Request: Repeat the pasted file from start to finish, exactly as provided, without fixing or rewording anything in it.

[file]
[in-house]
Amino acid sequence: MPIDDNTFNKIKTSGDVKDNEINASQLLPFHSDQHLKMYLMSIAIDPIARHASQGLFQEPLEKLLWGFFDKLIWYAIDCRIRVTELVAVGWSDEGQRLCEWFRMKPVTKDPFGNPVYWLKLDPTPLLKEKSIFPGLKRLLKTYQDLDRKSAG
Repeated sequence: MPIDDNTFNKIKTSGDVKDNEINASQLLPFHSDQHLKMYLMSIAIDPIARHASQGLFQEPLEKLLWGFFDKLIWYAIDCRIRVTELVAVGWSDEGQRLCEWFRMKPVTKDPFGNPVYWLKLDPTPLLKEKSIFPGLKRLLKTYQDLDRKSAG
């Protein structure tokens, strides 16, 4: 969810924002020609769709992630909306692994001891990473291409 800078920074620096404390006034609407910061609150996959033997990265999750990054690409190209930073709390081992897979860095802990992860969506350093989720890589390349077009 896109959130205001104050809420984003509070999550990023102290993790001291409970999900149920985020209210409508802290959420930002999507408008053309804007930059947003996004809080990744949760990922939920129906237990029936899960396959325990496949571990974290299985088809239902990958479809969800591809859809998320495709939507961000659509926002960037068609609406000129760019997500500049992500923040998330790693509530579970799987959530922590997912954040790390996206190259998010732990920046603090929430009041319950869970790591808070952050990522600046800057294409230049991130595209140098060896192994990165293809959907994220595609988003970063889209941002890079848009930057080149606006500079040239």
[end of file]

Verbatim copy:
[in-house]
Amino acid sequence: MPIDDNTFNKIKTSGDVKDNEINASQLLPFHSDQHLKMYLMSIAIDPIARHASQGLFQEPLEKLLWGFFDKLIWYAIDCRIRVTELVAVGWSDEGQRLCEWFRMKPVTKDPFGNPVYWLKLDPTPLLKEKSIFPGLKRLLKTYQDLDRKSAG
Repeated sequence: MPIDDNTFNKIKTSGDVKDNEINASQLLPFHSDQHLKMYLMSIAIDPIARHASQGLFQEPLEKLLWGFFDKLIWYAIDCRIRVTELVAVGWSDEGQRLCEWFRMKPVTKDPFGNPVYWLKLDPTPLLKEKSIFPGLKRLLKTYQDLDRKSAG
């Protein structure tokens, strides 16, 4: 969810924002020609769709992630909306692994001891990473291409 800078920074620096404390006034609407910061609150996959033997990265999750990054690409190209930073709390081992897979860095802990992860969506350093989720890589390349077009 896109959130205001104050809420984003509070999550990023102290993790001291409970999900149920985020209210409508802290959420930002999507408008053309804007930059947003996004809080990744949760990922939920129906237990029936899960396959325990496949571990974290299985088809239902990958479809969800591809859809998320495709939507961000659509926002960037068609609406000129760019997500500049992500923040998330790693509530579970799987959530922590997912954040790390996206190259998010732990920046603090929430009041319950869970790591808070952050990522600046800057294409230049991130595209140098060896192994990165293809959907994220595609988003970063889209941002890079848009930057080149606006500079040239």